The importance of a high school diploma can’t be understated. Without it, securing a well-paying, reliable job is nearly impossible. And the foundation required to make this a feasible goal is laid early in a child’s academic career. When milestones are missed, it can make success in high school that much more challenging — for both the student and the staff.
We know that graduation rates are a priority for the Natrona County School District. And we recognize that 100 percent is just not a realistic expectation. However, lowering the bar isn’t the way to increase graduation success.
The school board recently did just that, voting to lower four-year graduation goals throughout the district. And while we understand their motivation – making the goals more attainable – we disagree that this was the right move.
District officials felt the previous goals were too optimistic. But despite failing to meet these targets (a four-year graduation rate of 88 percent) Kelly Walsh and Natrona County high schools have improved graduation rates in recent years, breaking above the 80 percent threshold. If high expectations for staff were passed on to students, will lowered expectations do the same?
Ultimately, the change only serves to make the district look better by helping ensure the goal is met. Previous goals were tough to achieve, and the struggles might have weighed on district officials. However, lowering graduation goals does nothing to help the students and teachers of Natrona County.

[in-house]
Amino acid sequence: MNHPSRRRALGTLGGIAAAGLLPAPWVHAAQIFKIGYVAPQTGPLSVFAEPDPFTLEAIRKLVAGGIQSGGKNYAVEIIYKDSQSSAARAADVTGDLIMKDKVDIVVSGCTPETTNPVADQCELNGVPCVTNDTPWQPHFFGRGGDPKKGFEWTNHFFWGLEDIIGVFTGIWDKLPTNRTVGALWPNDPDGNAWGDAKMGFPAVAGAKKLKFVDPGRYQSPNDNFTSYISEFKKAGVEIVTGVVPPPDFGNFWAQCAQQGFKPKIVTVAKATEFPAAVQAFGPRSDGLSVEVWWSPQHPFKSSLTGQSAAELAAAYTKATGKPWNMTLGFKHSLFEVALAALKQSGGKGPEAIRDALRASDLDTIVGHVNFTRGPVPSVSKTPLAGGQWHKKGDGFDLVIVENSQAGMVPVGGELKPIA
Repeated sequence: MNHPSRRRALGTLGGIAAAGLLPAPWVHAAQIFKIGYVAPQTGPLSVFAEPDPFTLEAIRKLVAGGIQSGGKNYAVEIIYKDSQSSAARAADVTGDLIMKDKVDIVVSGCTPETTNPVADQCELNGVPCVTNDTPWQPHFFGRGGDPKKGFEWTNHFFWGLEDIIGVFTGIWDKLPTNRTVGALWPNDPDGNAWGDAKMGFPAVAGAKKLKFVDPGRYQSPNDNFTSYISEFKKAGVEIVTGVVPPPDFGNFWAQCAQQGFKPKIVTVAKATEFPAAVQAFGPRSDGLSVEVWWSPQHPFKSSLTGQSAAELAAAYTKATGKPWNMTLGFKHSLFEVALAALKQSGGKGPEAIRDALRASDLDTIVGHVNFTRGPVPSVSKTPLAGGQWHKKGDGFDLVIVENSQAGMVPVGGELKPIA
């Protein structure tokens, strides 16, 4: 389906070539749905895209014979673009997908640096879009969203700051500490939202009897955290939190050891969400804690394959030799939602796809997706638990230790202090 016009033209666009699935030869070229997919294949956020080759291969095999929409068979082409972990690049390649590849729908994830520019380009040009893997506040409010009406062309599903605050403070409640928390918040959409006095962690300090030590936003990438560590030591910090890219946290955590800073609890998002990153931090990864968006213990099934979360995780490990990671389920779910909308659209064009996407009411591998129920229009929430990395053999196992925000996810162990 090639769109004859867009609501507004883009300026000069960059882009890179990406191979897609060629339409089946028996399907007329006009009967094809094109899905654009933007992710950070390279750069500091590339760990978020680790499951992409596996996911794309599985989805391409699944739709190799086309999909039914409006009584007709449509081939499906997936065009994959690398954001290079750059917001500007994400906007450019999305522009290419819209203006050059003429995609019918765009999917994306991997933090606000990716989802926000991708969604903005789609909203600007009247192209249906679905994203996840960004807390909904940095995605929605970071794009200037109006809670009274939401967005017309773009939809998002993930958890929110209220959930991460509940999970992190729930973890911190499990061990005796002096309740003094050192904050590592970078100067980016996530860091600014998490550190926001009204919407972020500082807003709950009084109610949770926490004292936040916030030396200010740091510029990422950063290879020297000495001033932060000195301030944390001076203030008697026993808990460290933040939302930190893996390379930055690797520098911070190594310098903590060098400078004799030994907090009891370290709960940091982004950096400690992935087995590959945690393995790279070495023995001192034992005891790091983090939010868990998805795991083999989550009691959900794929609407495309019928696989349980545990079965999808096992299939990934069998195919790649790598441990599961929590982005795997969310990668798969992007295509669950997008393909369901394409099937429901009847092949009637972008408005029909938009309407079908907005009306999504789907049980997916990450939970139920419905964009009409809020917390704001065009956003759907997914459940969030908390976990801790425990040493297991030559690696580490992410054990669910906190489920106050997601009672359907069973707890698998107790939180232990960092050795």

Consider the challenges students will face in life if they don’t graduate.
A high school diploma is the price of admission to a stable adult life. Without it, students enter the world unprepared and with less to offer future employers. And whether or not they have the skills necessary to qualify for a job, a diploma signifies to an employer that the person was able to complete a task and meet certain expectations.
Without it, these students are highly susceptible to economic difficulties.
By lowering the expectation for how many students should receive a diploma, the district is sending the message to students that a diploma just isn’t that important.
Students that are at risk for dropping out or failing to graduate are likely already hearing the message at home or from friends that a diploma isn’t a big deal. And instead of underscoring this message, the district should be working to prove the opposite.
The time district leaders have spent stressing about this one metric – what percentage of students graduate with a diploma in four years – might have been better spent looking into how to intervene with at-risk students.
Natrona County residents want to live in a community that takes pride in its schools. Expecting our children to excel in school should be the norm. And of course, those families that already have these expectations aren’t at risk.
Lowering the graduation goal sets a standard that we’re OK with leaving some students behind. As expectations lower, so too will the rate of success.